Wordsworth's Dream of the Errant Knight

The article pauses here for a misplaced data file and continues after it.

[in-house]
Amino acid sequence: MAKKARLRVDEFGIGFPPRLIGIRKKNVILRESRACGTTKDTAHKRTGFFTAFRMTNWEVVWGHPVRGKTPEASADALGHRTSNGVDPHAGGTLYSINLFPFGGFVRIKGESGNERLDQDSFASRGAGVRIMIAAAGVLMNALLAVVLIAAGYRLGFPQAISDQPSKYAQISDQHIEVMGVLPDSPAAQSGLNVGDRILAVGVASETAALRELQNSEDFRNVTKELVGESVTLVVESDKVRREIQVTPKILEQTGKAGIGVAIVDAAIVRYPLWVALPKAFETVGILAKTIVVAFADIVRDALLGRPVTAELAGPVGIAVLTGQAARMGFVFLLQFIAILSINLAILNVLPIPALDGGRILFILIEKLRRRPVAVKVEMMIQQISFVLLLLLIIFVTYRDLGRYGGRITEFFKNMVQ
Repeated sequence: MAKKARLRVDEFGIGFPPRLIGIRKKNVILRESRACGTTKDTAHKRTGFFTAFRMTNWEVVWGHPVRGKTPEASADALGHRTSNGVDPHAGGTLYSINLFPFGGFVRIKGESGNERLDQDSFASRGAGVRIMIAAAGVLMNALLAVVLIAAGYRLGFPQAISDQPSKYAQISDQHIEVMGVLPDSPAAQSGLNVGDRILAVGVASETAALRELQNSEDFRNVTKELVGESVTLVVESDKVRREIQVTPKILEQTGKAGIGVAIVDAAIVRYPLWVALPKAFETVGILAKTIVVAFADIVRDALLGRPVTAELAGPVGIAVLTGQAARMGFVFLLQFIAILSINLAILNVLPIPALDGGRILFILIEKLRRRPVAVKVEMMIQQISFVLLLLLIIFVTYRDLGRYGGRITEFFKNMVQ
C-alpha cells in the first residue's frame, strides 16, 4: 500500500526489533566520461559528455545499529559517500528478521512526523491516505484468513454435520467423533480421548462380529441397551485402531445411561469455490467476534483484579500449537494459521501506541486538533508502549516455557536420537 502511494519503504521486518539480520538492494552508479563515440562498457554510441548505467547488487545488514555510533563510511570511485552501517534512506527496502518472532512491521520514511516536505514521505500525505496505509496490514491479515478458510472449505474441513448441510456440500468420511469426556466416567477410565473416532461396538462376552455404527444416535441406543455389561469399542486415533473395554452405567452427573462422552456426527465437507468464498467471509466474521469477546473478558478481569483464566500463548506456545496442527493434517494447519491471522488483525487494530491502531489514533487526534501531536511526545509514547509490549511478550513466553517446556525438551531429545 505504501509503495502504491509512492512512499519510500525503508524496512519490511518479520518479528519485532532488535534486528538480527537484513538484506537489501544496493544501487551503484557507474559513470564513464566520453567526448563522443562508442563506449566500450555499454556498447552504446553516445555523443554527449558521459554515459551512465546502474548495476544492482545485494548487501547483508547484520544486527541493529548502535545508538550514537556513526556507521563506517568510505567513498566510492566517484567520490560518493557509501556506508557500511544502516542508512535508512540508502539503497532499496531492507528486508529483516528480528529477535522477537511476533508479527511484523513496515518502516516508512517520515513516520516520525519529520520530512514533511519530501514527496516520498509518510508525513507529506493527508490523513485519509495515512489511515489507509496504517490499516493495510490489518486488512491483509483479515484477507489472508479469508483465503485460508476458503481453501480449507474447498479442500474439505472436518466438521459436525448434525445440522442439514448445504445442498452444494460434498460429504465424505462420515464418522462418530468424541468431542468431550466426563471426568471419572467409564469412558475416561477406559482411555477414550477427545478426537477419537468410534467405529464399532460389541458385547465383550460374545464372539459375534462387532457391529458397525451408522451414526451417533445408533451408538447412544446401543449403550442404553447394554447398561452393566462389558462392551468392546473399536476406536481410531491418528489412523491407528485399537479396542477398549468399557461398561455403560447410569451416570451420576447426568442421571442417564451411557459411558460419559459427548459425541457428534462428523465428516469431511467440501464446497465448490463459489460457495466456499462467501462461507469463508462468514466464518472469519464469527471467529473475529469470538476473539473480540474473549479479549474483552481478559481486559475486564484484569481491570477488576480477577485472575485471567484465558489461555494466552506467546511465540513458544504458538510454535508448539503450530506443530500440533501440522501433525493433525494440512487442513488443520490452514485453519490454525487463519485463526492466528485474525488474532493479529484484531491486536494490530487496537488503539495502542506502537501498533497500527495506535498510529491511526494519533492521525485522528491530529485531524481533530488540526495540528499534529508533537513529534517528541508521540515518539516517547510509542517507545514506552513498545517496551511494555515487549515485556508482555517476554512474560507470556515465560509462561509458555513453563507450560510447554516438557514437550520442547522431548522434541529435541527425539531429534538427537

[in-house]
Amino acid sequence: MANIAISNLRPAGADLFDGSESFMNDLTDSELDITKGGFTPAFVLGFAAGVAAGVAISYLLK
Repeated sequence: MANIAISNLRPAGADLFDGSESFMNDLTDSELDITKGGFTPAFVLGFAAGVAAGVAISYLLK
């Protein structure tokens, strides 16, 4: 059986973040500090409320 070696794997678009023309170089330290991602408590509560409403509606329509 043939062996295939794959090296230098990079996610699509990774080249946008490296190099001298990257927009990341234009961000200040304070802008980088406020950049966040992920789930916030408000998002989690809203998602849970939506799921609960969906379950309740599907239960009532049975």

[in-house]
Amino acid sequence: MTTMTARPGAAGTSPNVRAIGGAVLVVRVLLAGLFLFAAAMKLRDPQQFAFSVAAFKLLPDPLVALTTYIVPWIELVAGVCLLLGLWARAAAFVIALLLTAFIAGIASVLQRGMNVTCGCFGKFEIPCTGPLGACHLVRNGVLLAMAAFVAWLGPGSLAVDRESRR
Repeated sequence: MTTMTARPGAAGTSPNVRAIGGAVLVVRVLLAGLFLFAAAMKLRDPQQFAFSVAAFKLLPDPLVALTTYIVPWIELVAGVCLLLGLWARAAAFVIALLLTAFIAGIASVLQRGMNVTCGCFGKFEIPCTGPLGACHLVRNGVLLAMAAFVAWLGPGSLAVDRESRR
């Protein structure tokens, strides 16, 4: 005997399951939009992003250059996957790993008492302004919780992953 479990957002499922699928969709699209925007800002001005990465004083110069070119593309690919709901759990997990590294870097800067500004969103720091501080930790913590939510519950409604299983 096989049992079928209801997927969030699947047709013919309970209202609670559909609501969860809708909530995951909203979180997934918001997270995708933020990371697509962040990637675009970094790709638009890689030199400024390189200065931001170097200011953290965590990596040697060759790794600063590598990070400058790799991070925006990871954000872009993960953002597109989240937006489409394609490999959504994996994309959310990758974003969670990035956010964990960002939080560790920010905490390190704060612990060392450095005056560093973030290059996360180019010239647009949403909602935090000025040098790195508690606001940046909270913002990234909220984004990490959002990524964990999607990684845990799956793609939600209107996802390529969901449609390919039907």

Book Fifth of William Wordsworth's The Prelude, aptly entitled Books, vividly expresses Wordsworth's hopes and fears through the depiction of a friend's dream. The most poignant of Wordsworth's fears concerns the frailty of books and human knowledge and the dream depicting the errant knight is a direct reflection of this fear. In the dream, the actions of the knight, or the arab, and the man, who serves as the narrator of the dream, represent Wordsworth's despair concerning the frailty of books and the, therefore, precarious position of their contents. In the lines preceding the dream, Wordsworth expresses his distress over the apparent lack of durability of man's intellectual work: Oh, why hath not the mind Some element to stamp her image on In nature somewhat nearer to her own? Why, gifted with such powers to send abroad Her spirit, must it lodge in shrines so frail? (lines 44-49) He composes these lines after contemplating whether some store of knowledge would survive if "'earth by inward throes be wrenched throughout,/Or fire be sent from far to whither all'" (lines 29-30), but he soon relinquishes any hope of this when he admits that all man's "adamantine holds of truth" (line 38) would not survive nature's onslaught. This contemplation provides a seamless segue into the description of his friend's dream. The dream scene echoes Wordsworth's realization of the frailty of man's knowledge when confronted with the ominous forces of nature and time, but it also provides a hero who attempts to save human knowledge from decay and destruction. As the man standing in the "Arabian waste" observes the arab approaching on his horse, he notices that he carries a stone and a shell in either arm. The arab soon informs the man as to the contents of the stone and shell: the arab told him that the stone-- To give it in the language of the dream-- Was Euclid's Elements. "And this", said he, "This other", pointing to the shell, "this book Is something of more worth." (lines 86-90) The shell, which is of more worth, contains poetry. When the man holds it to his ear, as instructed by the arab, he hears an ode prophesying "Destruction to the children of the earth/By deluge now at hand" (lines 98). This approaching deluge represents the destructive effects of nature, because of its eternal existence and persistence, and time on man's knowledge and truths. It is from this deluge that the arab seeks to protect his two treasures: . . . and that he himself Was going then to bury those two books. (lines 102-103) The selection of a book that contains poetry and Euclid's Elements, a book of geometry, as the treasures the arab protects serves to symbolize the totality of knowledge that remains in his care. Mathematics and literature represent the opposite ends of the spectrum of man's knowledge. The use of these two books is even more appropriate when one considers that geometry and poetry are often regarded, respectively, as the "purest" forms of mathematics and literature: geometry because its fundamental ideas and laws are proven through logic, and poetry because it conveys ideas and emotions in a vivid and relatively concentrated body. The friend who's dream Wordsworth relates also describes "poetry and geometric truth" (line 64) as "The knowledge that endures" (line 65). The fact that these two examples of human knowledge are represented by a stone and a shell, two objects associated with nature, seems to be contradictory. This, however, is not necessarily the case since the incorporation of man's knowledge into these natural objects serves to protect them. This incorporation reflects Wordsworth's earlier query as to "why hath not the mind/Some element to stamp her image on/In nature somewhat nearer to her own?" (lines 44-46). In the stone and the shell, man's mind and knowledge are safeguarded because they have been successfully "stamped" into nature. Another interesting parallel arises when the stone and the shell are compared to their contents. Just as geometry and poetry represent the different facets of man's knowledge, the stone and shell originate from different, and somewhat opposite facets of nature: the land and the sea. When the man in the desert becomes aware of the arab's purpose, he wishes to join him on his quest: A wish was now engendered in my fear To cleave unto this man, and I begged leave To share his errand with him. (lines 115-117) His fear of the deluge that will destroy those precious works inspires the man to aid the arab in protecting them. The arab, however, continues onward, eventually quickening his pace so that the man can no longer stay with him. At the point when the man wishes to join the arab's quest, he also begins to see the arab differently, more heroicly: I fancied that he was the very knight Whose tale Cervantes tells, yet not the knight, But was an arab of the desart too, Of these was neither, and was both at once. (lines 123-126) As the man watches the knightly arab ride on in pursuit of his gallant quest "With the fleet waters of the drowning world/In chase of him" (lines 136-137), he realizes the nobility of the knight's cause, as well as the futility of his own attempt to participate. It is the comprehension of this futility that causes the man to wake in terror, and, because of his evident passion for the preservation of human truths, it becomes clear that this would be Wordsworth's reaction as well.